Shortlist Media, which publishes weekly, free city magazines Stylist and ShortList, has gone cold on the idea of moving to first-price auctions after talking at length to the buy side of the market.
The publisher planned to introduce first-price auction capabilities to its ad tech stack, which it started rebuilding about four months ago. The publisher approached its top 30 ad agency buyers to ask if they were interested in moving to first-price auction-based bidding. But of those 30, only two were willing to bid in first-price auctions, according to David Hayter, programmatic director of Shortlist Media. Reasons for buyer reluctance: the operational headache of having to switch from the second-price method that’s been used for years. Changing to first-price would mean they’d need to reassess overall campaign strategy.
“Some buyers were telling us that when they came across first auction, they were just turning those publishers and exchanges off,” he said.
Instead, Shortlist Media is betting on a different method, which is more of a middle ground between first- and second-price auctions. This model would involve exchanges pushing their first-price options into the wrapper where the auction occurs, then allowing the bid to close on the second price. For example, if two separate exchanges passed first-price bids of £8.50 ($11.22) and £10 ($13.20) into the wrapper, the winning bid would then close at £8.51 ($11.23). But the initial bids would have been higher than if all were done off second-price.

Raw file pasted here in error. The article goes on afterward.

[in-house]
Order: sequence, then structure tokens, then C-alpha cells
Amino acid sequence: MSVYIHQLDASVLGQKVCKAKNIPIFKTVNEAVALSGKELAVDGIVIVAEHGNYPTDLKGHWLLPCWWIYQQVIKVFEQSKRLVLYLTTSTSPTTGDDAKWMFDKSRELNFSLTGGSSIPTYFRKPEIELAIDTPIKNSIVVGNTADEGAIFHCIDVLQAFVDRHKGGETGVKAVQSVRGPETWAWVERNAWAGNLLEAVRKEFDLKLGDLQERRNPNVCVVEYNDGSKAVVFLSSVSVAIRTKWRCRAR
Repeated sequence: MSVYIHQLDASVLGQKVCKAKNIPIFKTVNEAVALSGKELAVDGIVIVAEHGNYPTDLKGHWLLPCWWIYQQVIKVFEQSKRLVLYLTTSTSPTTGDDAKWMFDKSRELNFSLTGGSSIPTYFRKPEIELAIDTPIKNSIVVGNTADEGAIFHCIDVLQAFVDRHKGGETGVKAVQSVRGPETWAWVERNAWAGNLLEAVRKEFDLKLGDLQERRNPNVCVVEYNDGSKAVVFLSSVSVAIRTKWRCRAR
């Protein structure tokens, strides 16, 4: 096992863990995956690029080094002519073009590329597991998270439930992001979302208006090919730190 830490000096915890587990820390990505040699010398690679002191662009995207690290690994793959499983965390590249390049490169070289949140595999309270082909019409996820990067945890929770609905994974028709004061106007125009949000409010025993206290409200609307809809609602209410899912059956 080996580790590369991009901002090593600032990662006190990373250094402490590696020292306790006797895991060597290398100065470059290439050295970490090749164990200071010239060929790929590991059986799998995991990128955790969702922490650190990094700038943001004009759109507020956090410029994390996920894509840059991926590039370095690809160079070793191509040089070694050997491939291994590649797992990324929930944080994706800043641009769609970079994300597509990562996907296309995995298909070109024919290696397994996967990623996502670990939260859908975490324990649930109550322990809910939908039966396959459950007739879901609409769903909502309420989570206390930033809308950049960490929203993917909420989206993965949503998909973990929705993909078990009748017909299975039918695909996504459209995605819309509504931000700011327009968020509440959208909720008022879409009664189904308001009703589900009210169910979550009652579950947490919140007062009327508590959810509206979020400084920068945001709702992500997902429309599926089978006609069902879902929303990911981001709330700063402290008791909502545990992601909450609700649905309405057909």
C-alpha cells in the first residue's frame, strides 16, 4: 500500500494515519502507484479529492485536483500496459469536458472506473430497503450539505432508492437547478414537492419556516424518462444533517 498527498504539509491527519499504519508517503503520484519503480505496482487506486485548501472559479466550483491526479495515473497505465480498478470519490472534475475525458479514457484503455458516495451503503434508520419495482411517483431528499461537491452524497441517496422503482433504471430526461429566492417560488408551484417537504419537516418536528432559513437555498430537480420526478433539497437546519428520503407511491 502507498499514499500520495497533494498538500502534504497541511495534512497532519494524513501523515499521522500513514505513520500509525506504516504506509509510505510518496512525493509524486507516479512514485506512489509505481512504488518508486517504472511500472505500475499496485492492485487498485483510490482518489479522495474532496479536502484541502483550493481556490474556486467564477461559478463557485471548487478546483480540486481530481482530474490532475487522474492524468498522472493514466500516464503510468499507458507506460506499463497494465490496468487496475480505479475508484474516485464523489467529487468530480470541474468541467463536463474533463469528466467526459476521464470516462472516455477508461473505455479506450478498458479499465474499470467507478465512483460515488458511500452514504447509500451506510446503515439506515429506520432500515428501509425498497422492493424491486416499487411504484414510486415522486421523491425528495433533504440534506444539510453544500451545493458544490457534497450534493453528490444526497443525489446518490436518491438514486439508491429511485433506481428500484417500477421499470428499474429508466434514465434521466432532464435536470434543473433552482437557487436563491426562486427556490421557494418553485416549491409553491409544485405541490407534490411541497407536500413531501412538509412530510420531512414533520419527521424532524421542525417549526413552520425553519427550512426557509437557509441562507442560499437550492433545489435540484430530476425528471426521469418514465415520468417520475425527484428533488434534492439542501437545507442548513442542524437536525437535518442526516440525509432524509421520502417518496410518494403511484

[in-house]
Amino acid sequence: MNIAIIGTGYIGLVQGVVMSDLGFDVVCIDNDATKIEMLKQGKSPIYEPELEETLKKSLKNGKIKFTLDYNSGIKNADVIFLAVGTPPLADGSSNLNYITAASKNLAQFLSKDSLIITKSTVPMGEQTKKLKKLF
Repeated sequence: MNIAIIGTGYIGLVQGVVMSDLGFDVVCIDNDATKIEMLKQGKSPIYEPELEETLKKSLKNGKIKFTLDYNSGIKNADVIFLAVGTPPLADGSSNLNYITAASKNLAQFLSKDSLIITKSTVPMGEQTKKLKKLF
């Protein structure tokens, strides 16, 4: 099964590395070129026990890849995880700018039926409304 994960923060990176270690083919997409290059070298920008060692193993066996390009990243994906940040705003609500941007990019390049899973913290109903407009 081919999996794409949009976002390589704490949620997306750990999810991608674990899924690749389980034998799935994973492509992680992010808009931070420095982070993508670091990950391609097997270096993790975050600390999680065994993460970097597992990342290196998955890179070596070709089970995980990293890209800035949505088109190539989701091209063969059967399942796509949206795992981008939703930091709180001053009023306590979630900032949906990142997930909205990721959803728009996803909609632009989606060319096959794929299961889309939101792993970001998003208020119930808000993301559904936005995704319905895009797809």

Shortlist Media is talking to its tech partners about being able to implement this method. Hayter said they predict that using this method will help them gain yield increases of up to 12 percent.
“It’ll be a bit of a leap of faith from exchanges to pass their first prices through, and they’ll have to trust each other to close the auction fairly,” said Hayter. “But it’s more likely than buyers adopting first prices at the moment.”
Hayter said the promise of revenue spikes from the shift to first-price auctions is oversold. In fact, he believes the only reason for a short-term lift would be if buyers aren’t aware they’re bidding in a first-price auction. Once they realize it is not a second-price bidding scenario, they’ll redirect their spend elsewhere, he added.
“You’ll get people who will continue to test it blindly, without talking to the buy side,” said Hayter. “But the legs will fall out of it once someone fully adopts it. They’ll find most of their budgets will be optimized away from them.”